Tribute albums are always a suspicious breed in that you wonder about the real motivation behind their release. Are they cheesy filler until the artist has enough material for the next album? Or is the artist that sincere about honoring their coveted icon? In the case of former New Orleans denizen Shannon McNally, it’s definitely the latter. It’s not the first time she has paid homage to Waylon Jennings, one of the ’70s outlaw country movement pioneers. On her 2009 Coldwater release, she covered “Lonesome, On’ry and Mean” and “Freedom to Stay.”

Shannon McNally Talks Back

As a singer-songwriter who performs any American roots music of her choosing with panache, Shannon McNally reinterprets one of outlaw country’s founding rebels with the recent release of The Waylon Sessions. In the 1970s, Waylon Jennings and his compadres Willie Nelson and Kris Kristofferson staged a successful coup against the sli...

Premiere: Shannon McNally Puts a New Spin on Waylon Jennings' 'Only Daddy That'll Walk the Line'

Shannon McNally honors one of her greatest musical heroes, Waylon Jennings, on forthcoming album The Waylon Sessions (out May 28 via Compass Records in partnership with Blue Rose. The album, which includes reimagined versions of Jennings' classics, from "I Ain't Living Long Like This" to "You Asked Me To," features Jessi Colter, Buddy Miller, Rodney Crowell, and Lukas Nelson.

LISTEN: Shannon McNally, “This Time”

In Their Words: “‘This Time’ was written by Waylon. He didn’t write all of his songs. In fact, he probably didn’t write most of them, but the ones he did write were his best. I believe he was talking about a personal relationship with a lover, but as I sing it, I think of it as my relationship to the music business and my personal struggles with it as a woman and an artist. I particularly love the Wurlitzer intro and how the kick drum and acoustic guitar come in sounding like a sunny day. All of Waylon’s grooves remind me of horse gaits. This one is a full canter and the harmonica is the river running beside it. This song is the high point or key to me getting into the headspace that permits me to sing the rest of the album. For me there is relief in its directness. It’s my favorite song on the album.” — Shannon McNally.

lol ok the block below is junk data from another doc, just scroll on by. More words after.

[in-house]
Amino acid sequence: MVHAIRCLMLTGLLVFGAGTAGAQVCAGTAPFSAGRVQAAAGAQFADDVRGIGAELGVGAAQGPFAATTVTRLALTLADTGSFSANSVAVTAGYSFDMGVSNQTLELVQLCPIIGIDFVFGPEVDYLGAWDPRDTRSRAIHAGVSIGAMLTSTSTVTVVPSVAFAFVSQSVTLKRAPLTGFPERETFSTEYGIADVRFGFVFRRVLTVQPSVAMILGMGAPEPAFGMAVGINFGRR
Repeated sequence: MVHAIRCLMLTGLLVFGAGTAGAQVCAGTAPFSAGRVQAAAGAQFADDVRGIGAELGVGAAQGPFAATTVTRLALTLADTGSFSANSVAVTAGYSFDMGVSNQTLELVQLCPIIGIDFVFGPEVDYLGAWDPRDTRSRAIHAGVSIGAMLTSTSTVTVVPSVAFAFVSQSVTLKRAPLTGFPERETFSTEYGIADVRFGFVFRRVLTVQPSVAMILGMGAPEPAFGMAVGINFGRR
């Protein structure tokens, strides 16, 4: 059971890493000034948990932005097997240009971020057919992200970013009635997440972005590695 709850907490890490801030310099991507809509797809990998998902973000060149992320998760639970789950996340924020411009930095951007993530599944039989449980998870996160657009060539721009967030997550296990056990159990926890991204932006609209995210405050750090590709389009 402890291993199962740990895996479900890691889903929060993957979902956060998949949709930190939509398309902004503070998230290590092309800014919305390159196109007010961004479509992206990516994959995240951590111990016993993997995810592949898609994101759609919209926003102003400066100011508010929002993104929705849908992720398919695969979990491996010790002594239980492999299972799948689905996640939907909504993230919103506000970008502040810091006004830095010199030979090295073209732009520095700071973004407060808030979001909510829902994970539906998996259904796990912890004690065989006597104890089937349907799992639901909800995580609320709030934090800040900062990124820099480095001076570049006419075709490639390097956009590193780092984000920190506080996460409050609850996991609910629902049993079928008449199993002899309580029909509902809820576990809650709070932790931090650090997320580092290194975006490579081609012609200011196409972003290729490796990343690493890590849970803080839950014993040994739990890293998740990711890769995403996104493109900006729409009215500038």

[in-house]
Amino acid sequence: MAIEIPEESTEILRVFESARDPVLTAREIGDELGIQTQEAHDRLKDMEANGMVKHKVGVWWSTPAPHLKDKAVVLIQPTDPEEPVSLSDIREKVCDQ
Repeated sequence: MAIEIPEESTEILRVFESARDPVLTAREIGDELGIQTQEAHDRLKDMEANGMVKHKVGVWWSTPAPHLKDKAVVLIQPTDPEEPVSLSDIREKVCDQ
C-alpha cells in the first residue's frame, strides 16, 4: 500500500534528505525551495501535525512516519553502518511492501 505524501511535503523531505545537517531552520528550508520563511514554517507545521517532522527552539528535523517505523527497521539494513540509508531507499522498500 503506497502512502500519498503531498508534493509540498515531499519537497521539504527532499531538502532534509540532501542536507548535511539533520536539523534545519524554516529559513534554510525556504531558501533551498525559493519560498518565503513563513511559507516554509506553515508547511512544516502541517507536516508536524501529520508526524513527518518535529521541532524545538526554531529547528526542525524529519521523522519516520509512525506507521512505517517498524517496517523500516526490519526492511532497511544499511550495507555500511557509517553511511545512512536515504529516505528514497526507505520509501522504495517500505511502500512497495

Honky Tonk Hero: Shannon McNally on The Waylon Sessions

Shannon McNally is a honky tonk hero on her new album, a dream project comprised of classic outlaw country anthems and personal favorites from the catalog of Waylon Jennings. The Waylon Sessions features a superior band of country music sophisticates as well as guest shots from Lukas Nelson, Buddy Miller, Rodney Crowell, and Jessi Colter exploring the aura of one of American music’s biggest icons. Drawing on her own extensive career and experiences, McNally imbues each track with a fresh style and attitude while accessing a new dimension of Ol’ Waylon’s legend. The Waylon Sessions rolls out on May 28th. Pre-order now!
Austin 360

Song premiere: Shannon McNally revisits a Waylon Jennings/Willie Nelson classic

Shannon McNally isn't an Austinite, but the singer-songwriter who currently calls Nashville home has ties to the Live Music Capital. She's spent much of the past few years singing Texas songwriter Terry Allen's band alongside prominent Austin musicians such as Lloyd Maines and Charlie Sexton. And South Austin venue Sam's Town Point has became a local home base of sorts for McNally, a place for her to work out new material with her band in an intimate setting.

Shannon McNally Dances With The Devil On Jennings’ Classic “Black Rose" Featuring Buddy Miller

“This is high art right here —cotton field disco perfection, the first generator in the county. The chorus on this song may be the best chorus of all time,” says Shannon McNally of Waylon Jennings’ “Black Rose”—a Billy Joe Shaver-penned tune she just cut with Buddy Miller for her new album, The Waylon Sessions. “‘The devil made me do it the first time, the second time I did it on my own.’ Talk about the fight for good and evil and staring the devil down at the crossroads.” The grooving, lazy two-step feel of the original is magnified in McNally’s new version, accented by blasts of harmonica and Miller’s slinky baritone guitar. Today, Relix premiered the “wry, playful video” for “Black Rose,” noting that it “complements McNally’s warm, winning take on the tune."

Video Premiere: Shannon McNally “Black Rose” from Her Forthcoming Album Evoking the Songs and Spirit of Waylon Jennings

On her forthcoming album, Shannon McNally shares her perspective on the many moods of Waylon Jennings. McNally enlisted Jessi Colter, Buddy Miller, Rodney Crowell, Lukas Nelson and others to evoke the spirit of the country icon on The Waylon Sessions, which will be released by Blue Rose Music and Compass Records on May 28 (and is now available for pre-order). She reveals, “I have always loved his defiantly existential but immediately accessible common man’s music and how it boogies.” McNally, who covers 11 tunes on the record, both compositions written by Jennings and others long associated with him, adds, “My goal wasn’t to force anything onto the music that wasn’t there already. There’s a feminine perspective hidden somewhere inside each of these songs. My job was to find a way to tap into that and draw it out.”